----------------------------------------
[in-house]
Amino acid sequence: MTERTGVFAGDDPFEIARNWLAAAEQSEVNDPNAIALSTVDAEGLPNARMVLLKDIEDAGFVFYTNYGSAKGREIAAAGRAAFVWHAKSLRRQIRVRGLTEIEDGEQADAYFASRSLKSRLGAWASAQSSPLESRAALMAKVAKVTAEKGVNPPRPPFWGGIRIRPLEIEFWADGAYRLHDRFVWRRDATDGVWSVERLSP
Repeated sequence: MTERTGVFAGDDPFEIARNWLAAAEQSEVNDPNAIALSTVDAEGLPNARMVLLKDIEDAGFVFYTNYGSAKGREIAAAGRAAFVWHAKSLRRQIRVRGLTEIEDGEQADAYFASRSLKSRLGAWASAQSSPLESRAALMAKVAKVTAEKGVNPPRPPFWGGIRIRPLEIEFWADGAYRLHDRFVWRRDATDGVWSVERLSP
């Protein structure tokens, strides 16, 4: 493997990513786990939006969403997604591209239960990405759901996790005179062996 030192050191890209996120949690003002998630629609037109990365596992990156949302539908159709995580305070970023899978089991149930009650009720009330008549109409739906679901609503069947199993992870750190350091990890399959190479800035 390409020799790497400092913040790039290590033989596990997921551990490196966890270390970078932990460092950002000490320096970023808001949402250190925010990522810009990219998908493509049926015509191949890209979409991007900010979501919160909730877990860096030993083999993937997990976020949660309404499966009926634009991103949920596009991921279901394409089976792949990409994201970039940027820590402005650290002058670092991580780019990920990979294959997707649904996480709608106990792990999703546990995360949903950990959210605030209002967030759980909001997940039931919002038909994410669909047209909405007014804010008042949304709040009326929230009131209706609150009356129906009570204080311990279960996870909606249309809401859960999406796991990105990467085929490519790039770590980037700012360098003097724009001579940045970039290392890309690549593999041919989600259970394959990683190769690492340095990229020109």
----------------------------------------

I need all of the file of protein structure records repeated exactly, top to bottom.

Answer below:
[in-house]
Amino acid sequence: MTERTGVFAGDDPFEIARNWLAAAEQSEVNDPNAIALSTVDAEGLPNARMVLLKDIEDAGFVFYTNYGSAKGREIAAAGRAAFVWHAKSLRRQIRVRGLTEIEDGEQADAYFASRSLKSRLGAWASAQSSPLESRAALMAKVAKVTAEKGVNPPRPPFWGGIRIRPLEIEFWADGAYRLHDRFVWRRDATDGVWSVERLSP
Repeated sequence: MTERTGVFAGDDPFEIARNWLAAAEQSEVNDPNAIALSTVDAEGLPNARMVLLKDIEDAGFVFYTNYGSAKGREIAAAGRAAFVWHAKSLRRQIRVRGLTEIEDGEQADAYFASRSLKSRLGAWASAQSSPLESRAALMAKVAKVTAEKGVNPPRPPFWGGIRIRPLEIEFWADGAYRLHDRFVWRRDATDGVWSVERLSP
């Protein structure tokens, strides 16, 4: 493997990513786990939006969403997604591209239960990405759901996790005179062996 030192050191890209996120949690003002998630629609037109990365596992990156949302539908159709995580305070970023899978089991149930009650009720009330008549109409739906679901609503069947199993992870750190350091990890399959190479800035 390409020799790497400092913040790039290590033989596990997921551990490196966890270390970078932990460092950002000490320096970023808001949402250190925010990522810009990219998908493509049926015509191949890209979409991007900010979501919160909730877990860096030993083999993937997990976020949660309404499966009926634009991103949920596009991921279901394409089976792949990409994201970039940027820590402005650290002058670092991580780019990920990979294959997707649904996480709608106990792990999703546990995360949903950990959210605030209002967030759980909001997940039931919002038909994410669909047209909405007014804010008042949304709040009326929230009131209706609150009356129906009570204080311990279960996870909606249309809401859960999406796991990105990467085929490519790039770590980037700012360098003097724009001579940045970039290392890309690549593999041919989600259970394959990683190769690492340095990229020109």